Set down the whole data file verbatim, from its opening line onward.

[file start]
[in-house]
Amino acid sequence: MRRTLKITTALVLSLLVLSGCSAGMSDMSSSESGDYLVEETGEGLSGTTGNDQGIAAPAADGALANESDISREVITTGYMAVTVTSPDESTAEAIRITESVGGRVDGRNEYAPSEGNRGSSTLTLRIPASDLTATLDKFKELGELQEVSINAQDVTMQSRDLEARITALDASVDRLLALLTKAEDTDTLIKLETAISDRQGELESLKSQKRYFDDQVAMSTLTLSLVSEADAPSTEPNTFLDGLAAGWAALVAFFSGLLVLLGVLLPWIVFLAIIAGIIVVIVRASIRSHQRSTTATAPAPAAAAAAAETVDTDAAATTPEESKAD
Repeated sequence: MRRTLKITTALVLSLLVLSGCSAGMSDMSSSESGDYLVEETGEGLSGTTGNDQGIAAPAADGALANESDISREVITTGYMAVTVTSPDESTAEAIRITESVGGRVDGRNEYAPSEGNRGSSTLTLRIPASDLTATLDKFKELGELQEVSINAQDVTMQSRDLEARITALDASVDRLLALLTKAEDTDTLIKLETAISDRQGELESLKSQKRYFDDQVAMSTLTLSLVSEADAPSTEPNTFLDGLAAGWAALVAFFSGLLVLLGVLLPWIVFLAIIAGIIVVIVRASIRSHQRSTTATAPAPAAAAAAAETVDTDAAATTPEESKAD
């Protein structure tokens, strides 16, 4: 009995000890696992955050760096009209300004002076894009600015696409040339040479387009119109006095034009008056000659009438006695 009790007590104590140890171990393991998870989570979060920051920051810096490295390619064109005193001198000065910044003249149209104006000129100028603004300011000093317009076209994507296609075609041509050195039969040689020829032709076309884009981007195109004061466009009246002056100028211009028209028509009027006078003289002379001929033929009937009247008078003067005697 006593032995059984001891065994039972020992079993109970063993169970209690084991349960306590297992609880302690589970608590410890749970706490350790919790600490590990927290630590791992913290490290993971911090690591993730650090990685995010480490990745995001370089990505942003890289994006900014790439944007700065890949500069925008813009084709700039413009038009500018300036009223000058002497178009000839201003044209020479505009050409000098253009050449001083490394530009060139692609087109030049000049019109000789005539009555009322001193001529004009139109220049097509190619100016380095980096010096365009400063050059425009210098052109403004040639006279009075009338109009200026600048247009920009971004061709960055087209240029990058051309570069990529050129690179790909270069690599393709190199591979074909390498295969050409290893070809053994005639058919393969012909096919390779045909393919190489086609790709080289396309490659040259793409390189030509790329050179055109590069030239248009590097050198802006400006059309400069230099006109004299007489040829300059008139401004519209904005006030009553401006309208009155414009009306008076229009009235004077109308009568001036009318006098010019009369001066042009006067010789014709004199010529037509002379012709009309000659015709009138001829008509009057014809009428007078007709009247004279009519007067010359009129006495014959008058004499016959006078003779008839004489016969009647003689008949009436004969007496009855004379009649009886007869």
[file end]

[in-house]
Amino acid sequence: MRRTLKITTALVLSLLVLSGCSAGMSDMSSSESGDYLVEETGEGLSGTTGNDQGIAAPAADGALANESDISREVITTGYMAVTVTSPDESTAEAIRITESVGGRVDGRNEYAPSEGNRGSSTLTLRIPASDLTATLDKFKELGELQEVSINAQDVTMQSRDLEARITALDASVDRLLALLTKAEDTDTLIKLETAISDRQGELESLKSQKRYFDDQVAMSTLTLSLVSEADAPSTEPNTFLDGLAAGWAALVAFFSGLLVLLGVLLPWIVFLAIIAGIIVVIVRASIRSHQRSTTATAPAPAAAAAAAETVDTDAAATTPEESKAD
Repeated sequence: MRRTLKITTALVLSLLVLSGCSAGMSDMSSSESGDYLVEETGEGLSGTTGNDQGIAAPAADGALANESDISREVITTGYMAVTVTSPDESTAEAIRITESVGGRVDGRNEYAPSEGNRGSSTLTLRIPASDLTATLDKFKELGELQEVSINAQDVTMQSRDLEARITALDASVDRLLALLTKAEDTDTLIKLETAISDRQGELESLKSQKRYFDDQVAMSTLTLSLVSEADAPSTEPNTFLDGLAAGWAALVAFFSGLLVLLGVLLPWIVFLAIIAGIIVVIVRASIRSHQRSTTATAPAPAAAAAAAETVDTDAAATTPEESKAD
């Protein structure tokens, strides 16, 4: 009995000890696992955050760096009209300004002076894009600015696409040339040479387009119109006095034009008056000659009438006695 009790007590104590140890171990393991998870989570979060920051920051810096490295390619064109005193001198000065910044003249149209104006000129100028603004300011000093317009076209994507296609075609041509050195039969040689020829032709076309884009981007195109004061466009009246002056100028211009028209028509009027006078003289002379001929033929009937009247008078003067005697 006593032995059984001891065994039972020992079993109970063993169970209690084991349960306590297992609880302690589970608590410890749970706490350790919790600490590990927290630590791992913290490290993971911090690591993730650090990685995010480490990745995001370089990505942003890289994006900014790439944007700065890949500069925008813009084709700039413009038009500018300036009223000058002497178009000839201003044209020479505009050409000098253009050449001083490394530009060139692609087109030049000049019109000789005539009555009322001193001529004009139109220049097509190619100016380095980096010096365009400063050059425009210098052109403004040639006279009075009338109009200026600048247009920009971004061709960055087209240029990058051309570069990529050129690179790909270069690599393709190199591979074909390498295969050409290893070809053994005639058919393969012909096919390779045909393919190489086609790709080289396309490659040259793409390189030509790329050179055109590069030239248009590097050198802006400006059309400069230099006109004299007489040829300059008139401004519209904005006030009553401006309208009155414009009306008076229009009235004077109308009568001036009318006098010019009369001066042009006067010789014709004199010529037509002379012709009309000659015709009138001829008509009057014809009428007078007709009247004279009519007067010359009129006495014959008058004499016959006078003779008839004489016969009647003689008949009436004969007496009855004379009649009886007869």